After feuding over their jurisdiction for years, the Commodity Futures Trading Commission and Securities and Exchange Commission yesterday filed their first joint enforcement action.

The agencies accused a Provo, Utah, firm and three individuals of violating both securities and commodities laws and of defrauding investors.

The complaint filed in Salt Lake City accused T&D Management Co. of running an investment scheme in which money invested by new customers was used to pay "profits" to previous investors.

Without admitting or denying the charges, T&D and the three persons agreed to abide by a federal court injunction prohibiting them from violating commodity and securities fraud provisions. Also named in the court order were Veldon Dee Taylor and Kay Allan Driggs, partners in T&D, and Larry D. Barrick, sales manager of the firm.

The CFTC and SEC have clashed repeatedly over regulating some kinds of investments. The CFTC has insisted that Congress gave it exclusive authority over all transactions involving commodities and commodity futures contracts.

The two agencies were ordered by Congress to investigate last year's collapse of the silver market, but they disagreed so vehemently that the SEC filed written objections to the final report drafted by the CFTC. t

The commodity agency discouraged both the SEC and state investment regulators from going after commodity frauds until recently, when CFTC Chairman Phillip Johnson asked the states for help.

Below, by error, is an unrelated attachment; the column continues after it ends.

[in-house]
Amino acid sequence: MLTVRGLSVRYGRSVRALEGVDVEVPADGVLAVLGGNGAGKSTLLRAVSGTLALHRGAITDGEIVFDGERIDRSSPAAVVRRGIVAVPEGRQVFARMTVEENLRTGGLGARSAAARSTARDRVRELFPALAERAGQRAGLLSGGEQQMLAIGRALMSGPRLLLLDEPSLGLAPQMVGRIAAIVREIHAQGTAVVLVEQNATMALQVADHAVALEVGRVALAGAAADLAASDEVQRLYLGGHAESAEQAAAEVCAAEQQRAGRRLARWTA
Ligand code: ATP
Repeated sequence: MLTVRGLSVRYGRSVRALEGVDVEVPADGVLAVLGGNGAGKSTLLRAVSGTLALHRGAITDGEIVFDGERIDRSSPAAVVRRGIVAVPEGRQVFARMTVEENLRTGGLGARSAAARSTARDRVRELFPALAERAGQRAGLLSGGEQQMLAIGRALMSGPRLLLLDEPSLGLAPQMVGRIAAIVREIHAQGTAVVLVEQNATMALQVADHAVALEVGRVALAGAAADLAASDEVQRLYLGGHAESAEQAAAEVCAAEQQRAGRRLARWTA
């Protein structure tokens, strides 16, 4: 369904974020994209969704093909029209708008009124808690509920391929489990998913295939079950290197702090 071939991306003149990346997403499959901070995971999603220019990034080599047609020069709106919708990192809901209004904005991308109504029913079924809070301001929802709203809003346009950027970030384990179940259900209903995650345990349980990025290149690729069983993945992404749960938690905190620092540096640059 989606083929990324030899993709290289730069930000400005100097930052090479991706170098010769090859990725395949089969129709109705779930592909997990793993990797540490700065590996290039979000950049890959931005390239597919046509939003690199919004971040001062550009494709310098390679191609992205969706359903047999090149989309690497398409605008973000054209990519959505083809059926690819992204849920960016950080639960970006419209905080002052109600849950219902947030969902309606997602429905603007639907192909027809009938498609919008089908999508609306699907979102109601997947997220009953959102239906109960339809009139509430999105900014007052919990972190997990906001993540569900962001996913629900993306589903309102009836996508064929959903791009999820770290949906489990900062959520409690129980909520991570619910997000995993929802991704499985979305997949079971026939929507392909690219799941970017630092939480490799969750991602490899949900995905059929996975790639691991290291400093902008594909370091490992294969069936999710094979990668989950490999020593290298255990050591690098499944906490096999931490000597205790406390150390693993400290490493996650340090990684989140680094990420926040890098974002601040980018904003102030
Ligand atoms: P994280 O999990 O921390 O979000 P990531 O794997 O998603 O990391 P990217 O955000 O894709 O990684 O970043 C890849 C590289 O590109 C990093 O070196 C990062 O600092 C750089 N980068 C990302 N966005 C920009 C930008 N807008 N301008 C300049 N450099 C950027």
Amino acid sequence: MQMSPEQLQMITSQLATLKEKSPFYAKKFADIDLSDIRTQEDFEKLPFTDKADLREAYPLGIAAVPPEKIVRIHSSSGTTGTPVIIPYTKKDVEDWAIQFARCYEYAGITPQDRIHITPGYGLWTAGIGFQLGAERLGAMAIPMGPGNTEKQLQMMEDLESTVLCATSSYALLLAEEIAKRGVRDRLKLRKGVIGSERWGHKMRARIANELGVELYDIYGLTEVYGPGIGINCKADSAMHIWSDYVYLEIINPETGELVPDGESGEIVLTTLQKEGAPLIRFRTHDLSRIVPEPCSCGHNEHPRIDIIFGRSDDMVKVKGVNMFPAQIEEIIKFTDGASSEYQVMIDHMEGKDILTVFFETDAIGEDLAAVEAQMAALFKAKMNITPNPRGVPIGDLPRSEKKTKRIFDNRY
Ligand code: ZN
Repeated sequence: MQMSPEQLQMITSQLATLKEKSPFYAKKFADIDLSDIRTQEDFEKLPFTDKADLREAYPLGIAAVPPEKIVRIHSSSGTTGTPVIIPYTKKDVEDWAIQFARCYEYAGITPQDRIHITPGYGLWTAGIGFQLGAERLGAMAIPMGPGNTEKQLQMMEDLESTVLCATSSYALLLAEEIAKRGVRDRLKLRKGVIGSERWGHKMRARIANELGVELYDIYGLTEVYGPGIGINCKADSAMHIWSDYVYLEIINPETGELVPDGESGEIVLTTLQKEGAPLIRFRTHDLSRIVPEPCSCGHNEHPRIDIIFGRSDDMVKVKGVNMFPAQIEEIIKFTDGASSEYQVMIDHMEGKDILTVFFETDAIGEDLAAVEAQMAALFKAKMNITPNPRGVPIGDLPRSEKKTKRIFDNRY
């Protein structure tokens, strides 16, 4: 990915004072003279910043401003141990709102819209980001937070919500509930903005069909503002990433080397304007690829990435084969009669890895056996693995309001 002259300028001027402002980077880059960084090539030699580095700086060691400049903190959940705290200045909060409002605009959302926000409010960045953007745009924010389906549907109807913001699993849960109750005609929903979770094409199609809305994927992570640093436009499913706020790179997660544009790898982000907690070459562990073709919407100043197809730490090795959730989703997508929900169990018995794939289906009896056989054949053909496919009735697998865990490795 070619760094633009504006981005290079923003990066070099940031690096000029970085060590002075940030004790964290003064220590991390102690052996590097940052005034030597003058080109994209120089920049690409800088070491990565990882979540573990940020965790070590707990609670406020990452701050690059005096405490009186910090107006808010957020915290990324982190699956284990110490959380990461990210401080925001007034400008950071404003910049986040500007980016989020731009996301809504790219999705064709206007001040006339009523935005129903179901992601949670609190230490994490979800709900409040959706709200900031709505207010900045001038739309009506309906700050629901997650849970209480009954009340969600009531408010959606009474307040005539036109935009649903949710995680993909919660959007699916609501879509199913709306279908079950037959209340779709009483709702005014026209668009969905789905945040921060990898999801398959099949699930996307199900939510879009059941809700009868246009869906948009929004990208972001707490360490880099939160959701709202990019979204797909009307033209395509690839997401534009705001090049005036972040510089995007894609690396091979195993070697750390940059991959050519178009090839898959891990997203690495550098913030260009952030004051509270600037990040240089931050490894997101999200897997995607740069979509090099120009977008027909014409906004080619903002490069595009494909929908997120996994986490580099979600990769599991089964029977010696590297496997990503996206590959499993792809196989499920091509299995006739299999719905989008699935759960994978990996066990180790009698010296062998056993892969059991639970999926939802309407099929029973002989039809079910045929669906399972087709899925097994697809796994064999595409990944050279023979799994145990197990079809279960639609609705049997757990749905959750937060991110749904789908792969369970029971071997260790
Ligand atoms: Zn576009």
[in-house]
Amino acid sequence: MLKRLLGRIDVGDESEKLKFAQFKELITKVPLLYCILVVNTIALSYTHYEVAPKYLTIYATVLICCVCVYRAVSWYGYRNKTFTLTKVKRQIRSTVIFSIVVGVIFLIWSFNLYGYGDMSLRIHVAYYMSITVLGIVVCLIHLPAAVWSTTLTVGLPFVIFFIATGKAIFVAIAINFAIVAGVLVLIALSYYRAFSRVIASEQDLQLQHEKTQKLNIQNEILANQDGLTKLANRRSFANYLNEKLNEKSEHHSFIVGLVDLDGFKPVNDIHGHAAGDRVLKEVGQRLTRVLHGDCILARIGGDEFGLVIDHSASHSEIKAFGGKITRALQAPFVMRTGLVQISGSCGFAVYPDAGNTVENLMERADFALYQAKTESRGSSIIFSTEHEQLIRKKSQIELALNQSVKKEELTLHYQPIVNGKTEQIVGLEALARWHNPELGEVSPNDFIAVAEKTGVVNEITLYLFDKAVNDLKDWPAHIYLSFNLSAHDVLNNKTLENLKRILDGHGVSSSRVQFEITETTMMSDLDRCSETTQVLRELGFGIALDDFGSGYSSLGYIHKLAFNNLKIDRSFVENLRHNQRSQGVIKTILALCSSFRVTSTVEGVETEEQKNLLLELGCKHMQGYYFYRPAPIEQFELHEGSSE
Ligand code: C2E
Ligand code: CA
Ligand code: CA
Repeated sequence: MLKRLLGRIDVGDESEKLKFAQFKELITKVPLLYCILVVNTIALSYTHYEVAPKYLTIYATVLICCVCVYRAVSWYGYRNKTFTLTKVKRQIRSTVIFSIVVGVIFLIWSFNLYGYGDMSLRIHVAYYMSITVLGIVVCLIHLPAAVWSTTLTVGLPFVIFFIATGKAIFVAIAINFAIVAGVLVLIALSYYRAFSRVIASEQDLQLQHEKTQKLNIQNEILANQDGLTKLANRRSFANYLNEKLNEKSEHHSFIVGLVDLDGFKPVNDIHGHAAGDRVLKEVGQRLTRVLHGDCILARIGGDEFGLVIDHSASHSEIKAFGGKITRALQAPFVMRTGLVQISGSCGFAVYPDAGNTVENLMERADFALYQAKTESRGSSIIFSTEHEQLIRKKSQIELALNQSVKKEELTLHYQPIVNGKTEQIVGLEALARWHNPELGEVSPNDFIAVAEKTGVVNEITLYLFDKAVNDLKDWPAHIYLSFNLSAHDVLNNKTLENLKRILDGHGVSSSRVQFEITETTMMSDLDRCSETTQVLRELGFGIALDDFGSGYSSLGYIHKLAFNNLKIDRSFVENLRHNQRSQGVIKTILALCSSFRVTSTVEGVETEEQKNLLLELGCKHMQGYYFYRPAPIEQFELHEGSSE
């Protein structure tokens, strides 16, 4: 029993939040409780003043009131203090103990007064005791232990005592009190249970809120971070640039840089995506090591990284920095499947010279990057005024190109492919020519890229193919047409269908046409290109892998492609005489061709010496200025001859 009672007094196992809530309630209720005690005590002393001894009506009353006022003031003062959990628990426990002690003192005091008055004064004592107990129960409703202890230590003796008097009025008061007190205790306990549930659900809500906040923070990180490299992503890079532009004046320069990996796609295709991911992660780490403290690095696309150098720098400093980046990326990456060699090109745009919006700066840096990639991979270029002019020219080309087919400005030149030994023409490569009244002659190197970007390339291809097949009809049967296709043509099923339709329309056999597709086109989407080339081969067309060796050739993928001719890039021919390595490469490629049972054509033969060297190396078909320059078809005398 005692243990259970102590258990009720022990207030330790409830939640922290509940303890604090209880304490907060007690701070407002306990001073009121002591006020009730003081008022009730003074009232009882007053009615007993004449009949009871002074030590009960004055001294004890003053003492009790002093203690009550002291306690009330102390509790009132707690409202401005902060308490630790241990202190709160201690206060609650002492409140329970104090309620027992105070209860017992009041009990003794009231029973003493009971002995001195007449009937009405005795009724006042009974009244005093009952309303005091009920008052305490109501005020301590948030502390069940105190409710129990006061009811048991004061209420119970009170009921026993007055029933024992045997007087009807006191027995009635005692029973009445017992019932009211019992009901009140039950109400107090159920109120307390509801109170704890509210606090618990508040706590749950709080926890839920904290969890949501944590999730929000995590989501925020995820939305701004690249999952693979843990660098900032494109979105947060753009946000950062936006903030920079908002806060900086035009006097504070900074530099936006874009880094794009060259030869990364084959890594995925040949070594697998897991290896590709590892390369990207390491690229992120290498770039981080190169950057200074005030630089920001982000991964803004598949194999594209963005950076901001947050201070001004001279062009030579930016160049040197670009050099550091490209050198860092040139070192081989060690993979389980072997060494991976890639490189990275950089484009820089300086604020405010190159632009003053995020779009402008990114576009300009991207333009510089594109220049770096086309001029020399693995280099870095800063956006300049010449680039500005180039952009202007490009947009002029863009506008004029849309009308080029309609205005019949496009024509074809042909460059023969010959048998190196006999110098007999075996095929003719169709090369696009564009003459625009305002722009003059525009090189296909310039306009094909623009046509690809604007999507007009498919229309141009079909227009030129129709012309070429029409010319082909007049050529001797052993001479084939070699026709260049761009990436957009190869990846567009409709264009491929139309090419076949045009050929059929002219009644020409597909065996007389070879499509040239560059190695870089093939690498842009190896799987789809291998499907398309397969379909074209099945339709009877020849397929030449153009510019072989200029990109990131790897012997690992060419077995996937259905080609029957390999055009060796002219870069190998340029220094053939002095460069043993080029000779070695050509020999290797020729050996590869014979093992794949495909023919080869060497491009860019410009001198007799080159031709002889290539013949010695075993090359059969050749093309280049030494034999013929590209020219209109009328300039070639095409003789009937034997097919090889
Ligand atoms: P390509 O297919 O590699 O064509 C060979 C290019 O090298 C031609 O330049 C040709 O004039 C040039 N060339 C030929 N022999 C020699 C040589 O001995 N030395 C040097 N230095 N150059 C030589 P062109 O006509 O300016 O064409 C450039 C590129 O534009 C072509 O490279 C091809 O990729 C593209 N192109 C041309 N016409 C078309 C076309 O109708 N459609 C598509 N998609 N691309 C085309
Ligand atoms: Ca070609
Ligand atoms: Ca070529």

Johnson and SEC Chairman John Shad have held talks recently about how to regulate new types of options, which are investments that resemble both securities and commodity futures contracts. Both agencies have options trading plans under consideration, with major differences in the regulatory requirements.

In their first joint enforcement action, the two long-time rivals went after a commodity investments firm that told investors it had earned profits averaging between 65 percent and 70 percent for the last eight years.

That was not true, the two agencies charged in a civil suit filed against T&D in the federal court for Utah. The "profits" paid to customers actually came from later investors, a scheme known as a "Ponzi game" after the swindler credited with inventing it.

The complaint charged that T&D violated SEC laws by selling unregistered securities and investment contracts and committed fraud in the sale of securities. It also charged them with fraud by a commodity pool operator, a violation of laws enforced by the CFTC.

The court documents in the case did not disclose how much customers of the firm lost or whether either the SEC or CFTC would be able to get their money back.